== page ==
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    Question clamber vs. climb

    Could someone please explain the difference between climb and clamber? I am not clear about them after looking them up in the Cambridge Dictionary as the below definitions say. Thanks!




    climb (MOVE) verb [I usually + adverb or preposition]
    to move into or out of a small space awkwardly or with difficulty or effort:
    They climbed into the truck and drove away.
    We can't stop Tom climbing out of his cot.
    clamber verb [I usually + adverb or preposition]
    to climb up, across or into somewhere with difficulty, using the hands and the feet:
    They clambered over/up the rocks.
    I clambered into/onto the bus.
    She clambered into bed.

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    Default Re: clamber vs. climb

    The essential meaning of 'climb' is to ascend, to move upwards, go up a slope, incline, or staircase.

    With a truck, the driver's cabin is higher off the ground than with a car, hence, you have to 'climb into' a truck.

    For a small child to get out of a cot, he has to climb over the high railings.

    'clamber' combines the meaning of 'climb' with the idea that the climb is awkward, difficult and laborious such that the person typically has to use both hands to hold on to what's available to help drag them up and so assist them in making the ascent, whether up a steep embankment, or out of a trench.

    So - why do we say 'climb into a truck' and 'climb out of a cot', since we would also use our hands to hold on to something and drag ourselves up?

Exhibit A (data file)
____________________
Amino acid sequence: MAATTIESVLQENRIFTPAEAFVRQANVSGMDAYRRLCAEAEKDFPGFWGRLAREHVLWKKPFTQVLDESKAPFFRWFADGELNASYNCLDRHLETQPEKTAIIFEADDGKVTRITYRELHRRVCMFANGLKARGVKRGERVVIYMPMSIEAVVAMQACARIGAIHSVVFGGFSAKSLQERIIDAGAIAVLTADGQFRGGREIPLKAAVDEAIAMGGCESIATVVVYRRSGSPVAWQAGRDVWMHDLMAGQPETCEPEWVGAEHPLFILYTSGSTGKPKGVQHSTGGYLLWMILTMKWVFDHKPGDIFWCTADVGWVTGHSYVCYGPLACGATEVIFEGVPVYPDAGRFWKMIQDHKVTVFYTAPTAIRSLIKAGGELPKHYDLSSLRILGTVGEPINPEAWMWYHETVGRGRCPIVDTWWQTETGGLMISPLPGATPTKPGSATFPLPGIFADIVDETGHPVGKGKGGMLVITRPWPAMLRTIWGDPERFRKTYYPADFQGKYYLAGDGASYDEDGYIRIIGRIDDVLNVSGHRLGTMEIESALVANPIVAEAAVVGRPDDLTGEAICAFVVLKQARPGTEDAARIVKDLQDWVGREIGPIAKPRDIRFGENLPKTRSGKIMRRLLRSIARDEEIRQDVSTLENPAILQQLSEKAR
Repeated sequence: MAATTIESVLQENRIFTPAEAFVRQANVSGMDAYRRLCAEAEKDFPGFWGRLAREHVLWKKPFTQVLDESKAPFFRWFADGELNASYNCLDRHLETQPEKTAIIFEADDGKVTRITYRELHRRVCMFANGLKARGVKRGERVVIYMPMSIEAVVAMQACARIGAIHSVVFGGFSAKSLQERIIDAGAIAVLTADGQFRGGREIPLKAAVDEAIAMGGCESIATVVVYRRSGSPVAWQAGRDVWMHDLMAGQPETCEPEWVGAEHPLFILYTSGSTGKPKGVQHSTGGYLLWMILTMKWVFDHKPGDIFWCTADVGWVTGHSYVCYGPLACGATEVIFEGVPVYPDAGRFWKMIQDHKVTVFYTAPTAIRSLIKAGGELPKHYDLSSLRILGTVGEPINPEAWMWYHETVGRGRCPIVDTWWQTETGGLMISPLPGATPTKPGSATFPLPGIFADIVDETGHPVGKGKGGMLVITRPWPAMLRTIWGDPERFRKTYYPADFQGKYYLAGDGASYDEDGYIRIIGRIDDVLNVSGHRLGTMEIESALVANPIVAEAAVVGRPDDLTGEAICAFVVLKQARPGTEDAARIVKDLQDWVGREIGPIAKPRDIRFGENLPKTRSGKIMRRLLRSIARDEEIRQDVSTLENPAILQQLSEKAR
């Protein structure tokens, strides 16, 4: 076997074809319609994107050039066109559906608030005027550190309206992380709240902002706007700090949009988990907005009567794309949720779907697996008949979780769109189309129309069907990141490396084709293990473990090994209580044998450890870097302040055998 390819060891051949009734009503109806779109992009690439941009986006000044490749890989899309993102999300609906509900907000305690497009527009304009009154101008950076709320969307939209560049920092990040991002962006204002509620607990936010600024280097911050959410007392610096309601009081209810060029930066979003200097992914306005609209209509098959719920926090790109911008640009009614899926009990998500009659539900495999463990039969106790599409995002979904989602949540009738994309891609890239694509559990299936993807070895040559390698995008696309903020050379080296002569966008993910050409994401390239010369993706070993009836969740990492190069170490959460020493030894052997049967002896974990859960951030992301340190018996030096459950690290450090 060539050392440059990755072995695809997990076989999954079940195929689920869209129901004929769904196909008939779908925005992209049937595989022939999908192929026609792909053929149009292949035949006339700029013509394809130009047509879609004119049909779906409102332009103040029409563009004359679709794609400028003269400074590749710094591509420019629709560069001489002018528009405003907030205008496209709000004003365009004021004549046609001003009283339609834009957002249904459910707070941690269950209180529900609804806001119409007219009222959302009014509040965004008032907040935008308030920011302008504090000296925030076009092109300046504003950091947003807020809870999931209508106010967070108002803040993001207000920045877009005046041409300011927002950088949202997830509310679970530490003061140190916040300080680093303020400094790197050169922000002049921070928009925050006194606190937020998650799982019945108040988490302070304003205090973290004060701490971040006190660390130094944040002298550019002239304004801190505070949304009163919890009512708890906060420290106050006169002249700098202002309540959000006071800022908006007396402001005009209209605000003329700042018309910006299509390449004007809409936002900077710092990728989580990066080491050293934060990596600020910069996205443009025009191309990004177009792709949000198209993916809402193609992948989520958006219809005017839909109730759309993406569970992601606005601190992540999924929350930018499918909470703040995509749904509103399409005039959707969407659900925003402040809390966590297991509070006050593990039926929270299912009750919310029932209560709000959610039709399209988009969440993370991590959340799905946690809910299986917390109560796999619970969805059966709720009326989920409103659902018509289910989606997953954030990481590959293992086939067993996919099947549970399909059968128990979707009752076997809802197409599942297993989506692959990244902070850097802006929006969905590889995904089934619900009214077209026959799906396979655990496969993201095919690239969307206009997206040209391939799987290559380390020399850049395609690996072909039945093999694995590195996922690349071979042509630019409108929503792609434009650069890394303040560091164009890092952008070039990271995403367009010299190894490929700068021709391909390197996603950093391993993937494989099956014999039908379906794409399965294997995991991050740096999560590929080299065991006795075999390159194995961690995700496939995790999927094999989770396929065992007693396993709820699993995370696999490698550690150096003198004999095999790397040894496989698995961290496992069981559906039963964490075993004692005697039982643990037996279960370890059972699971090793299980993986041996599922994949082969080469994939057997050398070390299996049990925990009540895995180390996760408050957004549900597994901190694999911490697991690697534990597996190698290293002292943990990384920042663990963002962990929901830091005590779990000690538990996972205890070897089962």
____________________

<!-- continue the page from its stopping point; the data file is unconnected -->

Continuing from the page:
With 'clamber', we emphasize that the climbing, or climbing out of something, is difficult and awkward -(we can have a pleasant time, climbing/walking up a hill).
    In 'climbing', the body is essential vertical, upright (depending on how steep the slope is)
    When we clamber: firstly, imagine walking/crawling on the floor, using your hands, but with your feet still on the floor, not your knees as in crawling. Then imagine doing this up a steep slope, where the hands are holding on to jutting rocks, or vegetation to helps us, and the feet finding footholds where they can. The trunk of our body may be fairly upright as such (because we are ascending), but close to but not touching what we are climbing because we need to be close, to grab hold of what is available to help lift ourselves up.
    Last edited by David L.; 09-Dec-2008 at 23:35.

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    Default Re: clamber vs. climb

    Hi David L.,

    Thank you very much for taking time to answer this question of mine with illustrations. Now, they are crystal clear. I've noticed you have a nice capacity of pinpointing the subtle difference of synonyms.

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    Default Re: clamber vs. climb

    thedaffodils

    Such a kind expression of appreciation (due for the efforts of all native speakers who contribute voluntarily to this forum) has been so eloquently expressed from your lips.
    Quite a change from some posters who think we are here at their command, just to dish up the goods - and NOW.

    My wish for you is that you will absorb how native speakers here express themselves ( as opposed to some of the English in blogs) and not only pass any entrance exam and acquit yourself well in any job interview conducted in English, but also come to enjoy speaking and playing with the building blocks of words of our language.
    Last edited by David L.; 10-Dec-2008 at 05:37.

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    Default Re: clamber vs. climb

    Hello again, David L.. Thank you for your reply!

    I think almost all responses to my questions deserve a heartfelt "thanks" from my clumsy tongue of English, even if some of them might not be very helpful, because you guys have voluntarily spent your precious time to answer them in efforts to try to help me out.

    Basically, I don't study English for any specific purposes now but for trying to enjoy playing the building block of English words as you wish kindly, and for hoping to learn the way how Westerners think.
    Last edited by thedaffodils; 10-Dec-2008 at 09:52.

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